Is organic milk healthier?

photo: Donna P Feldman

The word “organic” on a food label is:

  1. a great marketing tool
  2. a guarantee that the food is healthier

Answer: 1.  You knew that, right?

Organic may conjure images of quaint family farms, with kindly people milking cows by hand, throwing home-grown grain to the chickens and picking wholesome vegetables from lovingly cultivated garden plots.  But today, organic is big business.  You’re just as likely to find organic soft drinks, chips, cookies, ice cream and frozen pizza in your local grocery store as to find organic vegetables or milk.

Despite the Health Halo image of “organic”, studies have never supported the claims of better nutritional quality.  Organic foods may be free of pesticides,  artificial fertilizers or growth hormones, but they don’t necessarily have more nutrients.  Nutritional content has more to do with soil composition, climate, moisture and plant or animal genetics.  A new study on organic milk proves that point, although it’s being interpreted to “prove” that organic milk is healthier.

The study (funded by organic agriculture organizations) examined only the omega-6 and omega-3 fatty acid content of organic vs. conventional milk, averaged over 12 months.  In other words, all the other significant nutritional aspects of milk were ignored:

  • protein
  • calcium
  • phosphorus
  • vitamin D
  • potassium
  • zinc
  • vitamin B12
  • riboflavin

Even saturated fat was not assessed, which is strange, because this study focused on high fat whole milk.  Hardly anyone drinks whole milk anymore because of the high saturated fat content.  Saturated fat is linked to heart disease.  People are increasingly drinking low fat or non fat milk.  Ironically, according to the data published with this study, the saturated fat content of the milk from organic cows was not any different from conventionally raised cows.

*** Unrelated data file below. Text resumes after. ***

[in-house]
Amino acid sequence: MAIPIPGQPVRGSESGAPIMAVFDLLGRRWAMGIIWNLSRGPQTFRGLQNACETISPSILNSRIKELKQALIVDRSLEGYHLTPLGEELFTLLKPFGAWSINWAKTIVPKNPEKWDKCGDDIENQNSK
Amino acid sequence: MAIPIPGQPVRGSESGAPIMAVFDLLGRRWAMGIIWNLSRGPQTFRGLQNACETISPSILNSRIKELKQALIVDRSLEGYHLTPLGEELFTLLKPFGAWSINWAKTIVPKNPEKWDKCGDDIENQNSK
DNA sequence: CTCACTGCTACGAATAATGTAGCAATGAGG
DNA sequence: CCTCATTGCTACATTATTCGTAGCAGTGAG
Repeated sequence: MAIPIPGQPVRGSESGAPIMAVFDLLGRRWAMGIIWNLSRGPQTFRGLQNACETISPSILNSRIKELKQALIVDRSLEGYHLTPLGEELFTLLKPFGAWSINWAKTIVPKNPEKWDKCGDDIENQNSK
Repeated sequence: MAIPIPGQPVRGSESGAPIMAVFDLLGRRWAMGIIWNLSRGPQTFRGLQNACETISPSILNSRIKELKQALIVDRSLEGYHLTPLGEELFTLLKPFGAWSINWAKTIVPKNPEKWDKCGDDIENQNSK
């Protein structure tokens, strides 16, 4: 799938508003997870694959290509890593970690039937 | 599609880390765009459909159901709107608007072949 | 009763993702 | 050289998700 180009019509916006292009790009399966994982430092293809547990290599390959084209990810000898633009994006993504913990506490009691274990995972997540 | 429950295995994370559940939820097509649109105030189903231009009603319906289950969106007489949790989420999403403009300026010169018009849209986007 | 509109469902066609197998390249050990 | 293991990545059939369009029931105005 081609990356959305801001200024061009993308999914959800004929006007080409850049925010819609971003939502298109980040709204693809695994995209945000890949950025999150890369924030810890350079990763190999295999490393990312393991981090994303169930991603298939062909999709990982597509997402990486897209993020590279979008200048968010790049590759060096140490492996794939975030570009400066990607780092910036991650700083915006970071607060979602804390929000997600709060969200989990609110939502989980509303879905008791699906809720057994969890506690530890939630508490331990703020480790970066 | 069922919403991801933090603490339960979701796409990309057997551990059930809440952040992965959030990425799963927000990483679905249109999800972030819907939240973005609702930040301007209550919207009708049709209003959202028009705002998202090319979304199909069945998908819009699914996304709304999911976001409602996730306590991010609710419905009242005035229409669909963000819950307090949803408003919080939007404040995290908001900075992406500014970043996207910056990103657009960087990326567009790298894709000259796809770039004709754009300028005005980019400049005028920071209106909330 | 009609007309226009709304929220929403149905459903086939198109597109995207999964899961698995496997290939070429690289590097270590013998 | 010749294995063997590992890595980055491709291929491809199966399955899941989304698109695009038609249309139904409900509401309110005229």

The focus was all about unsaturated fats, which make up less than 10% of the fat in whole milk.  The data indicate that organic milk had 25% less omega-6 content and 62% more omega-3s.  Sure sounds impressive.  But a 62% increase in a tiny number results in another tiny number.  Sockeye salmon has over 80 X as much omega-3 as organic milk.

The other problem: most of the omega-3 fats in milk are linolenic acid, the less biologically significant form of omega-3 fats.  By comparison, the omega-3 in salmon and other fatty fish is primarily EPA and DHA.

Why is organic milk higher in omega-3 fats?  One of the requirements for labeling milk organic is that the cows must spend a certain amount of time eating grass.  Grass is a source of linolenic acid, that less biologically active omega-3 fatty acid.  It ends up in the milk, boosting omega-3 content.  Conventional milk cows do not have to eat grass, although if they did eat grass, the milk would also be higher in omega-3.   Clearly, this wasn’t so much a study of organic milk as a study of the impact of grass feeding on milk.  The omega-3 content of milk has absolutely nothing to do with “organic” or lack of pesticides or hormones.  It’s all about grass.

Clearly this study cannot make any sweeping claims about the nutritional superiority of one milk over another, since only one nutrient was measured.  You may prefer organic milk because it’s free of pesticides, or because of cattle feed or other issues related to milk production.  That’s fine.  Just don’t buy organic milk based on the belief that’s it’s nutritionally superior.  Only one nutrient was measured in this study, and you can get vastly more of those omega-3s from one modest serving of salmon a week.

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